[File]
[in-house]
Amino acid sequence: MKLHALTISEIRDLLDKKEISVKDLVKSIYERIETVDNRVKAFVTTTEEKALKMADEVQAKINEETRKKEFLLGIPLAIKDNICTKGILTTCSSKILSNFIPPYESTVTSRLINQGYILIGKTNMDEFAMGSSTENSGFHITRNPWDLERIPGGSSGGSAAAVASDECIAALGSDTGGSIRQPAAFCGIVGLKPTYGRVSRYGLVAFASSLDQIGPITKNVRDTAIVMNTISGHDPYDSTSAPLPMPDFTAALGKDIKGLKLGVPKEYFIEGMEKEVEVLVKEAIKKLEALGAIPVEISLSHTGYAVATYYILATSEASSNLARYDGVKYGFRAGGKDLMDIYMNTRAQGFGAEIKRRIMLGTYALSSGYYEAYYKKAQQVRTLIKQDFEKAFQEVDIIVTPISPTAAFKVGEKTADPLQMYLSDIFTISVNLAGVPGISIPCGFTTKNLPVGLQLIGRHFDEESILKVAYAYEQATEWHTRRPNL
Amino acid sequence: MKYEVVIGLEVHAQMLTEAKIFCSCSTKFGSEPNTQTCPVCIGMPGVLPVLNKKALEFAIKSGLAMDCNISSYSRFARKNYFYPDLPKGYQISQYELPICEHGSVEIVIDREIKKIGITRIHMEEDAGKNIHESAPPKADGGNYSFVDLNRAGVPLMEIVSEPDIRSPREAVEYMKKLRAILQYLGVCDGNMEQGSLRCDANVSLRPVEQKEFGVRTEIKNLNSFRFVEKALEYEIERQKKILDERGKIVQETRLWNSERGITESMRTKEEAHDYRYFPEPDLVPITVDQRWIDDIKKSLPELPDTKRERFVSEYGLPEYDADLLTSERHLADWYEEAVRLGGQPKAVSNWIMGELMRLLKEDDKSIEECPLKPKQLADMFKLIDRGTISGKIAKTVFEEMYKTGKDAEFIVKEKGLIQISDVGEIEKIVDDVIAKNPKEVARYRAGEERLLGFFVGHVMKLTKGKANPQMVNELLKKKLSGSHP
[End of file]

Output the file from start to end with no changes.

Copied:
[in-house]
Amino acid sequence: MKLHALTISEIRDLLDKKEISVKDLVKSIYERIETVDNRVKAFVTTTEEKALKMADEVQAKINEETRKKEFLLGIPLAIKDNICTKGILTTCSSKILSNFIPPYESTVTSRLINQGYILIGKTNMDEFAMGSSTENSGFHITRNPWDLERIPGGSSGGSAAAVASDECIAALGSDTGGSIRQPAAFCGIVGLKPTYGRVSRYGLVAFASSLDQIGPITKNVRDTAIVMNTISGHDPYDSTSAPLPMPDFTAALGKDIKGLKLGVPKEYFIEGMEKEVEVLVKEAIKKLEALGAIPVEISLSHTGYAVATYYILATSEASSNLARYDGVKYGFRAGGKDLMDIYMNTRAQGFGAEIKRRIMLGTYALSSGYYEAYYKKAQQVRTLIKQDFEKAFQEVDIIVTPISPTAAFKVGEKTADPLQMYLSDIFTISVNLAGVPGISIPCGFTTKNLPVGLQLIGRHFDEESILKVAYAYEQATEWHTRRPNL
Amino acid sequence: MKYEVVIGLEVHAQMLTEAKIFCSCSTKFGSEPNTQTCPVCIGMPGVLPVLNKKALEFAIKSGLAMDCNISSYSRFARKNYFYPDLPKGYQISQYELPICEHGSVEIVIDREIKKIGITRIHMEEDAGKNIHESAPPKADGGNYSFVDLNRAGVPLMEIVSEPDIRSPREAVEYMKKLRAILQYLGVCDGNMEQGSLRCDANVSLRPVEQKEFGVRTEIKNLNSFRFVEKALEYEIERQKKILDERGKIVQETRLWNSERGITESMRTKEEAHDYRYFPEPDLVPITVDQRWIDDIKKSLPELPDTKRERFVSEYGLPEYDADLLTSERHLADWYEEAVRLGGQPKAVSNWIMGELMRLLKEDDKSIEECPLKPKQLADMFKLIDRGTISGKIAKTVFEEMYKTGKDAEFIVKEKGLIQISDVGEIEKIVDDVIAKNPKEVARYRAGEERLLGFFVGHVMKLTKGKANPQMVNELLKKKLSGSHP